Is All Writing Art? 2

What people sometimes mistake about my interest in writing is that I usually don’t care about how “artistic” something is. I care about clarity and evocativeness. Something that can make me feel an emotion is good writing, no matter how plain or flowery the language might be.

Some stories let their “artfulness” get in the way of the actual story. It’s become less and less a trend as time has gone on, because now publishers are more interested in things that people will read. Sure, it’s a business decision, but I think it’s justified.

You might consider some of these things “art” on their own. After all, isn’t all writing “art?” Isn’t anything creative that can make us feel “art?”

I don’t care about art. I care about clear, concise, evocative language that doesn’t get in the way of the story but instead serves as the story’s vehicle. That’s the hallmark of good writing. In my opinion.

This kind of goes back to my point about how sometimes things that are hard to understand are considered of a higher standard than those things which most average people would get. Artful writing is often sing-songy and bloated and not exactly the kind of thing you read for enjoyment.

I was editing my manuscript recently and I ran across a line that I had forgotten about. It was a really short line that made me laugh:

“His heart fell into his ass.”

I personally think it would be hard to justify this as “art.” It’s a line that I think catches the reader by surprise. It’s figurative language, for sure, because if those two body parts can do such a thing, you’ve got more pressing issues.

But it’s crude and simple, not exactly the kind of thing one considers “art.”

Art and Writing are two different skills, to me. They both require repeated, focused practice. Each writer and each artist has his or her own unique quirks to differentiate themselves from other writers and artists.

Some writing can be art. But most good writing is not. In fact, there’s a lot of “math” in writing. Not necessarily in the traditional sense, but stories that sell tend to follow certain formulas.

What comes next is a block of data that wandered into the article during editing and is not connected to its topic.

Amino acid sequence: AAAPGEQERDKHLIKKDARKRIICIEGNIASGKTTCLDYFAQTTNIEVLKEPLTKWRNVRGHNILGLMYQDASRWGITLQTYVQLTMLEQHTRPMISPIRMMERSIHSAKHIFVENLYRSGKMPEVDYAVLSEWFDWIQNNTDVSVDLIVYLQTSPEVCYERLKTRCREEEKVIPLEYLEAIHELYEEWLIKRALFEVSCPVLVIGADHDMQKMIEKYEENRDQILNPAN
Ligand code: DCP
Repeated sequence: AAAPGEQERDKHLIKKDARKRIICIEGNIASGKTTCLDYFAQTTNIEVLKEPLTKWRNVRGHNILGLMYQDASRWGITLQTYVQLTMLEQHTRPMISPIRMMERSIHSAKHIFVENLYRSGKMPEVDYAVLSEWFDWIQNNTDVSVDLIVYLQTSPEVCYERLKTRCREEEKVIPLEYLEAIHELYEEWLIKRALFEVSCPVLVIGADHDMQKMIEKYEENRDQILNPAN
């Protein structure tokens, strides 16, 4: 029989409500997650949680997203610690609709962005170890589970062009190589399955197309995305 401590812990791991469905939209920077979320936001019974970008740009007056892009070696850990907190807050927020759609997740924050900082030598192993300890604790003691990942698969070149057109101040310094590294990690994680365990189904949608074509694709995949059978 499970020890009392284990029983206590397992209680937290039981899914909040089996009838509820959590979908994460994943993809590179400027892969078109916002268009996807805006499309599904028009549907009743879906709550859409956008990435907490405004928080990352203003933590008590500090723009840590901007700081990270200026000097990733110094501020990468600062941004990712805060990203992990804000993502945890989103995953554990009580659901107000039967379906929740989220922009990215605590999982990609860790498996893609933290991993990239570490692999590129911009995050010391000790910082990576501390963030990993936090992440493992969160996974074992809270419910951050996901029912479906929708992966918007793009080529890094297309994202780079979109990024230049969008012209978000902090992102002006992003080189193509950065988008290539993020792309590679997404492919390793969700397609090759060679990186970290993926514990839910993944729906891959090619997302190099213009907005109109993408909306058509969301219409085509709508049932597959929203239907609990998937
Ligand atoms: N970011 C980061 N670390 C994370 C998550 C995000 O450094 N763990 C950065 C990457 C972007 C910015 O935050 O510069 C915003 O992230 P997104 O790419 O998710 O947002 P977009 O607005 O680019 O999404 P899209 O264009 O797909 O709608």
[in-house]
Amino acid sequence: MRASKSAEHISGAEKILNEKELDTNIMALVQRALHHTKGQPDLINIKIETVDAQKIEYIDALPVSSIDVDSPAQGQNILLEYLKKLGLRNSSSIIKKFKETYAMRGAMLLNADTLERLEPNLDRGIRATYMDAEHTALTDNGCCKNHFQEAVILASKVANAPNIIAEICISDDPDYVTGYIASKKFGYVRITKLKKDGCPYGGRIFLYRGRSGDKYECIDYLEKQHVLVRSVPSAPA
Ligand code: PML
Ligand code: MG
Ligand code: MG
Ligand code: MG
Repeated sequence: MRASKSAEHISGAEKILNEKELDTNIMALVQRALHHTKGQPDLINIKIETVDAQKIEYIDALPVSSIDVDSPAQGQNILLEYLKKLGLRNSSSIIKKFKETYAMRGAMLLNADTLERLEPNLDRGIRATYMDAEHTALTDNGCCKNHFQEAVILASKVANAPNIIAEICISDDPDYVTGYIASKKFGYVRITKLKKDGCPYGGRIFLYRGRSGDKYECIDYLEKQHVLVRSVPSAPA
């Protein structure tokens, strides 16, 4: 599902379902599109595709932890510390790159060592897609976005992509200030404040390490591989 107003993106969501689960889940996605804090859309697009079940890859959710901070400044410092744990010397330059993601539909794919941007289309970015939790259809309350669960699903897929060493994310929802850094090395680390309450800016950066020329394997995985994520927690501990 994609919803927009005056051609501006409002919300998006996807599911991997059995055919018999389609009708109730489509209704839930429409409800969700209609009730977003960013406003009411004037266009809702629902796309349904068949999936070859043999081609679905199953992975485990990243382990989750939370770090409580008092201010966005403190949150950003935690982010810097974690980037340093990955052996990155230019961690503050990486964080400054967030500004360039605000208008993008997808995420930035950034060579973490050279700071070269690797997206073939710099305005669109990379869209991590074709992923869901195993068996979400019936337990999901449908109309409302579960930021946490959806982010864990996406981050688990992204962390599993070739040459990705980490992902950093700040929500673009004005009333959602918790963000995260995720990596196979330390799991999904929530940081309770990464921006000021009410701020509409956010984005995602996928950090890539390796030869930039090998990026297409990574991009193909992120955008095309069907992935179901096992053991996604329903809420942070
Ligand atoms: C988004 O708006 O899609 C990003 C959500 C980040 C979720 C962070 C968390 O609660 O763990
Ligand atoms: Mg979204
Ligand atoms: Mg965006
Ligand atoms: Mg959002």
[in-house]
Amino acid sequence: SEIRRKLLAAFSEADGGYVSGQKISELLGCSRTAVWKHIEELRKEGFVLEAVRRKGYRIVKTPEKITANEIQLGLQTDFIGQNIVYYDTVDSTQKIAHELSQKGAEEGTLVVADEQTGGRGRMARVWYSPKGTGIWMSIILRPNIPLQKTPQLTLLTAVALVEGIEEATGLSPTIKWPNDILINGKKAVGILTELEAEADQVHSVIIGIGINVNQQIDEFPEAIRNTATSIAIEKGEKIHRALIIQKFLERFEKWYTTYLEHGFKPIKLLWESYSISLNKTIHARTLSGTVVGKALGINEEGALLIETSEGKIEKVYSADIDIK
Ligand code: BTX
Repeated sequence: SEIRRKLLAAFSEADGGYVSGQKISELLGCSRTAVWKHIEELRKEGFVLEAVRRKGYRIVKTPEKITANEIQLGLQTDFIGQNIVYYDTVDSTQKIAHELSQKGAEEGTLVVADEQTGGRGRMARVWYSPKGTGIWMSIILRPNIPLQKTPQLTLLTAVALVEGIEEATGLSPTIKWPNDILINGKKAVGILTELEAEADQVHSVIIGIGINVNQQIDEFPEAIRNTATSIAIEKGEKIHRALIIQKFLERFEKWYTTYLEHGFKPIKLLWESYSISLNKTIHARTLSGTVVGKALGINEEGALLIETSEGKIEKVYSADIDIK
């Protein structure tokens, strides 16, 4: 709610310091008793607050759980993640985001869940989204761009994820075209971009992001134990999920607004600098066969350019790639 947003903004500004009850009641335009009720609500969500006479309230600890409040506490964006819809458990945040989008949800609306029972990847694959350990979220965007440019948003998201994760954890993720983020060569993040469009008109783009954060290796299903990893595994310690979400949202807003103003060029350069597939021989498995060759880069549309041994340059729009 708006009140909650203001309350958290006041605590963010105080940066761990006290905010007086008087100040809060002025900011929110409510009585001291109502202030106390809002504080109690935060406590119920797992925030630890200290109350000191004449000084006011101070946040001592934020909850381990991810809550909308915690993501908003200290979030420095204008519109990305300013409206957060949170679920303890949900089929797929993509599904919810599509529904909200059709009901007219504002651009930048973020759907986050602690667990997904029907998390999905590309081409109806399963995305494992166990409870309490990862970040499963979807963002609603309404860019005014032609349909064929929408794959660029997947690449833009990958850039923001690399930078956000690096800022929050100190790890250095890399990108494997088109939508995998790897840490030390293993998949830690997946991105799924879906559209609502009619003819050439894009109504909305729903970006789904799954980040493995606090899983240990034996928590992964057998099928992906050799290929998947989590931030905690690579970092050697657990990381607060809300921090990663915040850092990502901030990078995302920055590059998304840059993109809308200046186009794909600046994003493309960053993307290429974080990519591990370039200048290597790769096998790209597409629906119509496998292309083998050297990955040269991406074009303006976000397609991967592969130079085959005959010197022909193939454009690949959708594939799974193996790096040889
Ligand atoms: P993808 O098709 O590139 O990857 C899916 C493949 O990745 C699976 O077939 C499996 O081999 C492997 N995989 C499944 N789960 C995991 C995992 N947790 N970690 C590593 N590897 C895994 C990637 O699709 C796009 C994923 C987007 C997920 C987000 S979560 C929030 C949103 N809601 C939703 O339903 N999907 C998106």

Learning the formulas of good storytelling is actually pretty important for the success of a writer. It sounds like selling out, or like copying, but stay with me.

Have you ever read a book or seen a movie that just didn’t feel right? Like, there was something unsatisfying about it. If it was the dialogue or the acting or some stupid story element that just didn’t make sense, those are pretty easy to figure out. But sometimes there’s just that something that doesn’t work.

It’s probably the story structure.

There are only a certain number of story structures in existence. Literary novels and experimental works don’t tend to follow these, but they’re the exception. Otherwise, there are a lot of story structures we’re used to, with one of the most common being the hero’s journey.

When we sit down to enjoy a story, we have certain expectations, even if we don’t realize it. It’s because the way a story twists and turns is nothing new—it’s all in how the writer uses these moments. But if they’re completely missing, we start to feel a little let down, even if we don’t know why.

Think of any rom-com and break down the plot in your head. Now compare that to any other rom-com. They both probably have pretty similar elements. One love interest meets the other, they have a weird, rocky start, then things start to heat up. When things seem to be going great, something happens (which is usually a huge misunderstanding) to break the two up. By the end one of them has done something to win the other back, and we have to assume they live happily ever after. They could just break up two weeks later, who really knows?